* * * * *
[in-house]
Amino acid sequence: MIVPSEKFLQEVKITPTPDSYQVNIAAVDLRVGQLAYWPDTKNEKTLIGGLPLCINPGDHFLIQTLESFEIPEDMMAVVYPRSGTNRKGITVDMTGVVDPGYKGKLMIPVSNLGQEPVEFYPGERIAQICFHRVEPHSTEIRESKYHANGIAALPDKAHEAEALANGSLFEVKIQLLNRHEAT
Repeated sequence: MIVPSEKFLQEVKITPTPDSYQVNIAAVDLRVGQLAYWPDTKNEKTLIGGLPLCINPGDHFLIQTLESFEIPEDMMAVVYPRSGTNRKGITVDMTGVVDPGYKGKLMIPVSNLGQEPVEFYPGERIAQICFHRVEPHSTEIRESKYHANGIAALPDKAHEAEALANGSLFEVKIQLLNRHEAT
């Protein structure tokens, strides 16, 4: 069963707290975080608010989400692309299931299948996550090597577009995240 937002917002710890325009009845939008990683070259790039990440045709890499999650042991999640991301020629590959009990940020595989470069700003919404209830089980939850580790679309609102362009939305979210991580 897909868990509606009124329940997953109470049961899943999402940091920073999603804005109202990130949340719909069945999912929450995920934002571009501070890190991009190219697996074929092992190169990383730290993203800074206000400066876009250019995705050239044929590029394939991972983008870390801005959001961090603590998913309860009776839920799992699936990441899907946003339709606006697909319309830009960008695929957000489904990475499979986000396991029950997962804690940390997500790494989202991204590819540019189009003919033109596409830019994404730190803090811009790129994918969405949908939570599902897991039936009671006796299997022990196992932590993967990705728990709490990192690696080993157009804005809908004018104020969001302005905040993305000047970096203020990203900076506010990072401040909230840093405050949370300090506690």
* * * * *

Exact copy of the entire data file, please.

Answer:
[in-house]
Amino acid sequence: MIVPSEKFLQEVKITPTPDSYQVNIAAVDLRVGQLAYWPDTKNEKTLIGGLPLCINPGDHFLIQTLESFEIPEDMMAVVYPRSGTNRKGITVDMTGVVDPGYKGKLMIPVSNLGQEPVEFYPGERIAQICFHRVEPHSTEIRESKYHANGIAALPDKAHEAEALANGSLFEVKIQLLNRHEAT
Repeated sequence: MIVPSEKFLQEVKITPTPDSYQVNIAAVDLRVGQLAYWPDTKNEKTLIGGLPLCINPGDHFLIQTLESFEIPEDMMAVVYPRSGTNRKGITVDMTGVVDPGYKGKLMIPVSNLGQEPVEFYPGERIAQICFHRVEPHSTEIRESKYHANGIAALPDKAHEAEALANGSLFEVKIQLLNRHEAT
């Protein structure tokens, strides 16, 4: 069963707290975080608010989400692309299931299948996550090597577009995240 937002917002710890325009009845939008990683070259790039990440045709890499999650042991999640991301020629590959009990940020595989470069700003919404209830089980939850580790679309609102362009939305979210991580 897909868990509606009124329940997953109470049961899943999402940091920073999603804005109202990130949340719909069945999912929450995920934002571009501070890190991009190219697996074929092992190169990383730290993203800074206000400066876009250019995705050239044929590029394939991972983008870390801005959001961090603590998913309860009776839920799992699936990441899907946003339709606006697909319309830009960008695929957000489904990475499979986000396991029950997962804690940390997500790494989202991204590819540019189009003919033109596409830019994404730190803090811009790129994918969405949908939570599902897991039936009671006796299997022990196992932590993967990705728990709490990192690696080993157009804005809908004018104020969001302005905040993305000047970096203020990203900076506010990072401040909230840093405050949370300090506690």